A Question I Was Asked:

Does Hebrews 7:7-9 Support Tithing?

The Question:

Does Hebrews 7:7-9 support tithing? I have heard that it does.

UK Apologetics Reply:

It is actually now illegal under divine law to claim or demand a tithe from God's people. Why? Because this ten percent tax could legally only be claimed by the Levites from other Israelites during a certain period of time in Israel's history, a period long since concluded. Of course, entirely voluntary giving - of a tenth or anything else - continues.

I find it hard to see how these verses can ever be claimed to 'support tithing,' but let us look at this anyway. First of all, Melchizedek is under consideration. I won't go into this person right here and now since we have other articles which do that (look at the foot of this page), but let's pick this up from verse 4. I will be interjecting a few comments as we go through these verses:

Just think how great he was: Even the patriarch Abraham gave him [Melchizedek], a tenth of the plunder! Now the law requires the descendants of Levi who become priests to collect a tenth from the people - that is, from their fellow Israelites - even though they also are descended from Abraham. This man, however [Melchizedek], did not trace his descent from Levi, yet he collected a tenth from Abraham and blessed him who had the promises [the promises of numerous descendants and much land, plus the line through which the Messiah would come; these were all passed to Abraham, then continued on through the line of Isaac]. And without doubt the lesser [Abraham] is blessed by the greater [Melchisedek]. In the one case, the tenth is collected by people who die [the Levites]; but in the other case, by him who is declared to be living. One might even say that Levi, who collects the tenth, paid the tenth through Abraham, because when Melchizedek met Abraham, Levi was still in the body of his ancestor. (Hebrews 7:4-10, my insertions. NIV throughout).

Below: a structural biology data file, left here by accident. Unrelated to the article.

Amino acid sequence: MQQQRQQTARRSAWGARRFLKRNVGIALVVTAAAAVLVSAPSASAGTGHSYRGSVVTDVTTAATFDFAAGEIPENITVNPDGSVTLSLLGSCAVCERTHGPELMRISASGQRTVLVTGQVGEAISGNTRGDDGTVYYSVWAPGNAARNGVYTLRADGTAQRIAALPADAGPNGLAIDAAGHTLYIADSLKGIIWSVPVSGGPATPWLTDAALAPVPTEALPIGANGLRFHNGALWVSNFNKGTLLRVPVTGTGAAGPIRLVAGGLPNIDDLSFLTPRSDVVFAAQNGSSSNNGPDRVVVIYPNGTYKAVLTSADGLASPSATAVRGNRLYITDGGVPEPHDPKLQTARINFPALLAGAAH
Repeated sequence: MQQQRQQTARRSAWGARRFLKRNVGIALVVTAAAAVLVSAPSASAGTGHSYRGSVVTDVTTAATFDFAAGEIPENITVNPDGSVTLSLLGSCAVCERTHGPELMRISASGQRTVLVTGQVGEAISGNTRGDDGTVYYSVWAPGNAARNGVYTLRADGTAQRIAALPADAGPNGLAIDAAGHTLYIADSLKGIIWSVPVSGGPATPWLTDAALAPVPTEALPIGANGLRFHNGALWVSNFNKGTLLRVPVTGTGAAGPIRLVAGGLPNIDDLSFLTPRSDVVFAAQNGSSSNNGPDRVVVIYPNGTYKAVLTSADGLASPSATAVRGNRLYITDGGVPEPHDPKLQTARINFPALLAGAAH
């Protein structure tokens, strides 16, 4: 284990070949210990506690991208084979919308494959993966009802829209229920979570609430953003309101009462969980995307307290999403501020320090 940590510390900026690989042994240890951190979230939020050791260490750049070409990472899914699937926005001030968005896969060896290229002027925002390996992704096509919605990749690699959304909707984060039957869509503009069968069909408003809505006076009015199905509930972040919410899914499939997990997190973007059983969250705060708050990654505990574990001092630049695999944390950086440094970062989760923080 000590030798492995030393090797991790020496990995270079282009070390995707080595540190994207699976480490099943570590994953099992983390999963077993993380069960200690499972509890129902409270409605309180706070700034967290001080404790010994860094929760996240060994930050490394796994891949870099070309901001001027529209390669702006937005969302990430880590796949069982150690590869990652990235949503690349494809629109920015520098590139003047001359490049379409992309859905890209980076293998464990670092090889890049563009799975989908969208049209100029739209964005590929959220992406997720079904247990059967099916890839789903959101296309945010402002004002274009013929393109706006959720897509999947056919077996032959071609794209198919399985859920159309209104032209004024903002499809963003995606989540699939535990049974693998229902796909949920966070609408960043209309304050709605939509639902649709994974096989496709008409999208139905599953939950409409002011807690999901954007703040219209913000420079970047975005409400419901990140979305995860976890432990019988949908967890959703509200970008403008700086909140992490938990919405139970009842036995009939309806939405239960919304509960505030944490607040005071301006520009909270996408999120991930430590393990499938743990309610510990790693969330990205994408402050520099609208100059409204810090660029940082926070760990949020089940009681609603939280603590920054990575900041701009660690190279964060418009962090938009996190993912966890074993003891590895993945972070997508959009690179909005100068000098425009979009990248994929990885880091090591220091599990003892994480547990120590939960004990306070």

Why does it state that "the tenth is collected by people who die"? because it would later, of course, fall to the Levites to collect this ten percent tax, but their office and function only had existence under the old covenant. The Levite priesthood is now completed and fulfilled. But now let us continue on in this very same chapter:

If perfection could have been attained through the Levitical priesthood - and indeed the law given to the people established that priesthood - why was there still need for another priest to come, one in the order of Melchizedek, not in the order of Aaron? For when the priesthood is changed, the law must be changed also. (Hebrews 7:11-12).

The point is: both the old covenant with its system of tithing (which the Lord gave to Israel, even though it was apparently not a new system at that time and can be found among other ancient peoples), and the system of the Levite priests who served at a physical temple (Whether we speak of the portable tabernacle in the wilderness, or the temples later built at Jerusalem), are now gone, they are extinct religious systems! The last few verses of Hebrews 7 say the following:

Now there have been many of those priests, since death prevented them from continuing in office; but because Jesus lives forever, he has a permanent priesthood. Therefore he is able to save completely those who come to God through him, because he always lives to intercede for them.